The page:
Cilia and Centrosomes: signaling “hubs” in the cell

The proper development of a multicellular organism requires the spatial and temporal organization of signaling pathways that regulate both intra- and inter-cellular communication. As a signaling hub, the centrosome mediates many important aspects of cell physiology, such as orchestrating G1/S transition, entry into mitosis, chromosome segregation, cytokinesis, cell migration and establishment of cell polarity. At the core of the centrosome is a pair of microtubule-based structures called centrioles, which are surrounded by an amorphous mix of proteins termed the pericentriolar matrix. Centrioles play a critical role in cells by serving as basal bodies that nucleate the formation of another important signaling organelle, the primary cilium. Except for a few specialized cell types, almost every cell in the human body contains a primary cilium.

The cilium is a nexus of cell signaling, associated with regulation of the Hedgehog, PDGF, Hippo, Notch, mTOR and Wnt signaling pathways, among others. These signaling molecules are often concentrated within the ciliary space, which is important for efficient pathway function. The primary cilium has been shown to play an essential role in regulating important cellular processes including cell division, differentiation, migration, and polarity.

Main areas of research in the lab:

 1 – Cell cycle control of centrosome duplication and ciliogenesis:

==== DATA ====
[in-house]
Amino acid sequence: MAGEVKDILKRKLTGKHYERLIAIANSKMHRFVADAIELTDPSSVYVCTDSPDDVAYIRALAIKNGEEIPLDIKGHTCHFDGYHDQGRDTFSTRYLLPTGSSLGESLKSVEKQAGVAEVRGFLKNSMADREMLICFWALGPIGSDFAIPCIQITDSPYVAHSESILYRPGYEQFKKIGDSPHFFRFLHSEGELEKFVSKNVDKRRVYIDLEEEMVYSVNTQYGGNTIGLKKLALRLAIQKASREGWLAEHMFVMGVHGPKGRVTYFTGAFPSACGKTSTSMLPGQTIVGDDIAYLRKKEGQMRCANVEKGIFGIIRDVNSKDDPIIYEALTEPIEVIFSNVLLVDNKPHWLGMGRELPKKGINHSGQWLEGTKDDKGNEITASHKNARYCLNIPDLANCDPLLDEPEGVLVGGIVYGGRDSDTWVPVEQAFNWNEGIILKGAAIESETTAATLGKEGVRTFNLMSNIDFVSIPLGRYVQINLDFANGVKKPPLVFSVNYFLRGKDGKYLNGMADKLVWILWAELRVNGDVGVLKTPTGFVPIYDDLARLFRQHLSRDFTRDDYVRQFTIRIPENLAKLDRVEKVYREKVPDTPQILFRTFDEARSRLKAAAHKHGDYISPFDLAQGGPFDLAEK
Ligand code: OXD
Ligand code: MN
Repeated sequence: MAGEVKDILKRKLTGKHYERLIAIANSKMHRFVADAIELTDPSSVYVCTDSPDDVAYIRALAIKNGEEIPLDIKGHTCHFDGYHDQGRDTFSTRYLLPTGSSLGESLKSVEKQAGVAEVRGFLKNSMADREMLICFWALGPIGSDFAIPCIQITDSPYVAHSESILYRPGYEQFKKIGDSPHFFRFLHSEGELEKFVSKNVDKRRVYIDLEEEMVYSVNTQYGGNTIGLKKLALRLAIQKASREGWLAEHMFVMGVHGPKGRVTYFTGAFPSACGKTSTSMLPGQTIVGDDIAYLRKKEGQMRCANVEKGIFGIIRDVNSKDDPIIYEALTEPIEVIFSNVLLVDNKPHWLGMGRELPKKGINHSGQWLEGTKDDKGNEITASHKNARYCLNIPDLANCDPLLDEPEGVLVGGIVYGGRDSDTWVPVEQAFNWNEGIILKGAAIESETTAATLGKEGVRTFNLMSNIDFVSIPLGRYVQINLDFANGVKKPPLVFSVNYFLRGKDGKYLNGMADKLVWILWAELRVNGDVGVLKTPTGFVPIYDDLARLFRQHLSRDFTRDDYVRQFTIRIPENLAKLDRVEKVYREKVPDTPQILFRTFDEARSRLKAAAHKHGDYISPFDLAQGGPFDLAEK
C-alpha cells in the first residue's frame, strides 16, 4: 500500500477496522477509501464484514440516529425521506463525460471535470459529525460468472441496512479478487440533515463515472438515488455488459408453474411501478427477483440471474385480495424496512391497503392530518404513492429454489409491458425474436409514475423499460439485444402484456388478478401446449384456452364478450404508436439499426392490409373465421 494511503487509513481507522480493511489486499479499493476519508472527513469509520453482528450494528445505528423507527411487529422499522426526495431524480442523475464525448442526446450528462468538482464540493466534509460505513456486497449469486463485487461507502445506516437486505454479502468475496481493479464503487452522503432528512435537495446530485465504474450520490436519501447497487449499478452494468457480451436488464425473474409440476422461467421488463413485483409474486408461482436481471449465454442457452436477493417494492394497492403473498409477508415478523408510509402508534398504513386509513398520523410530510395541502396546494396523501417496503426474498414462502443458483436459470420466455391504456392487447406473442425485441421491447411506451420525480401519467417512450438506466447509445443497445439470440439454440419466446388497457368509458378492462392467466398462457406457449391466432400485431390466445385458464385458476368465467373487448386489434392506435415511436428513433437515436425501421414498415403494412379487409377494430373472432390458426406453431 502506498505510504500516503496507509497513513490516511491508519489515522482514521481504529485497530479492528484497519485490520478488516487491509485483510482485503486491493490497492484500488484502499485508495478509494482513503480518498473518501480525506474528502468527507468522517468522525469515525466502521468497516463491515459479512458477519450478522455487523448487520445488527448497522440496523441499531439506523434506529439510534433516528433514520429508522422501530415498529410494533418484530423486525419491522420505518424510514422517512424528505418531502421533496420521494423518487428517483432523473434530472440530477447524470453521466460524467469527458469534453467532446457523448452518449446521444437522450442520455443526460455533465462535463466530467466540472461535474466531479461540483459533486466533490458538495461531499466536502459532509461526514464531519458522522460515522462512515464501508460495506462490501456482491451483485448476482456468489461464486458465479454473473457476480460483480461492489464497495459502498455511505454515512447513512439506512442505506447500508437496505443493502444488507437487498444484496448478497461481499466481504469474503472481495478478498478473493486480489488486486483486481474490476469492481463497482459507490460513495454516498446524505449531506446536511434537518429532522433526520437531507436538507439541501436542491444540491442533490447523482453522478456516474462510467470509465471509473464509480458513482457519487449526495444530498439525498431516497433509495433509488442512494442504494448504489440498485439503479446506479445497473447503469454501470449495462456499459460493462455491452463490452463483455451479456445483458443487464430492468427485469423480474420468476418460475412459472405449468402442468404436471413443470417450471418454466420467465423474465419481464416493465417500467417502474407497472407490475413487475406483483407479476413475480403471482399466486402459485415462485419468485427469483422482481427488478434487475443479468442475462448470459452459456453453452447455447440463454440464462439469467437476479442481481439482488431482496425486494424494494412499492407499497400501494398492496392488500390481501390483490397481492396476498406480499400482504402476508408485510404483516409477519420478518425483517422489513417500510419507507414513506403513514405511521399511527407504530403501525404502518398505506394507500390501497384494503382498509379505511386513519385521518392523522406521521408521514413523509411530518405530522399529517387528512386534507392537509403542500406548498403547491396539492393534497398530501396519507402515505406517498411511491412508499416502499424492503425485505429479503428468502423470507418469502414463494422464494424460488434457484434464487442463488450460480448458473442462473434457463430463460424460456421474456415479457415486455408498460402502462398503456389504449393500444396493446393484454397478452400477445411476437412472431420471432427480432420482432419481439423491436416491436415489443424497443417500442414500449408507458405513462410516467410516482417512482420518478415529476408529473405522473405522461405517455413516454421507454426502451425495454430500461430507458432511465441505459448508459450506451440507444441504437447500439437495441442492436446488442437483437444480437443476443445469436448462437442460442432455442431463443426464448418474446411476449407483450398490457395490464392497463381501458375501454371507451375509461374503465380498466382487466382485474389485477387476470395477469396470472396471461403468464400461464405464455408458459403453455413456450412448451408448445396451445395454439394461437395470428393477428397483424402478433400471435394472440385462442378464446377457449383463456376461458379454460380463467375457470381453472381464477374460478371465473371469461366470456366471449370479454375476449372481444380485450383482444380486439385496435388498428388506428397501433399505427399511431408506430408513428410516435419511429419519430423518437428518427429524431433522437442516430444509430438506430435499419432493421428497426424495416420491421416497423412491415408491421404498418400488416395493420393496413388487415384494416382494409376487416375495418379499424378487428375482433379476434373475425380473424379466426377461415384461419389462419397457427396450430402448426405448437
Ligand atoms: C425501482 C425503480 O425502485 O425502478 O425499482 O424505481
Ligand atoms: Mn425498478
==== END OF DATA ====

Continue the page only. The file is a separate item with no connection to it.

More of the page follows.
Almost all cell types in mammals contain one centrosome, and consequently, a solitary primary cilium. Centrosome and cilium number is maintained by a duplication and segregation mechanism linked to the cell cycle. We are working to determine the molecular mechanisms of centrosome duplication to better understand how it is controlled so that it happens once and only once per cell cycle. This is critical because centrosome duplication errors are a common characteristic of many cancers, and also observed in ciliopathy patients.

2 – Centriole assembly and ciliogenesis in multiciliated cells:

Our lab uses a tracheal epithelial cell (TEC) culture system to identify proteins involved in centriole biogenesis and ciliogenesis. These specialized cells are unique in that, unlike most animal cells that posses one centrosome and one cilium, they generate hundreds of centrioles during differentiation, each one subsequently nucleating a cilium. Roughly ~1000 genes are specifically up-regulated in multiciliated cells during differentiation, including those that encode for structural components of centrioles and cilia, but also the molecular regulators of these processes. This has led to the identification of a number of novel proteins involved in centriole assembly and ciliogenesis. Our goal is to further characterize the ciliogenesis pathway in  primary TEC isolated from mouse and human airways:

  1. Determine signaling pathways that control centriole and cilium assembly
  2. Identify molecules involved in trafficking of proteins to cilia
  3. Proteomic analysis of TEC at various stages of differentiation
  4. Biochemical purification of protein complexes involved in centriole assemble
  5. Investigate mechanisms that regulate respiratory epithelial cell growth and differentiation, and how those signaling pathways may be altered in diseases affecting the lung.


3 – Consequences of centrosome and cilium dysfunction in human disease:

Mutations in centrosomal proteins are known to cause developmental defects that affect multiple organ systems. One organ that is particularly sensitive to these mutations is the kidney. Indeed, mutations that disrupt the structure or function of the centrosome-cilium complex causes cystic kidney disorders such as polycystic kidney disease and nephronophthisis. Thus, one area of investigation involves:

  1. Determining the consequences of abnormal centrosome biogenesis and its relationship to cystogenesis, using new mouse models of cystic kidney disease
  2. Characterize changes in centrosome and ciliary-dependent signaling pathways at various stages of PKD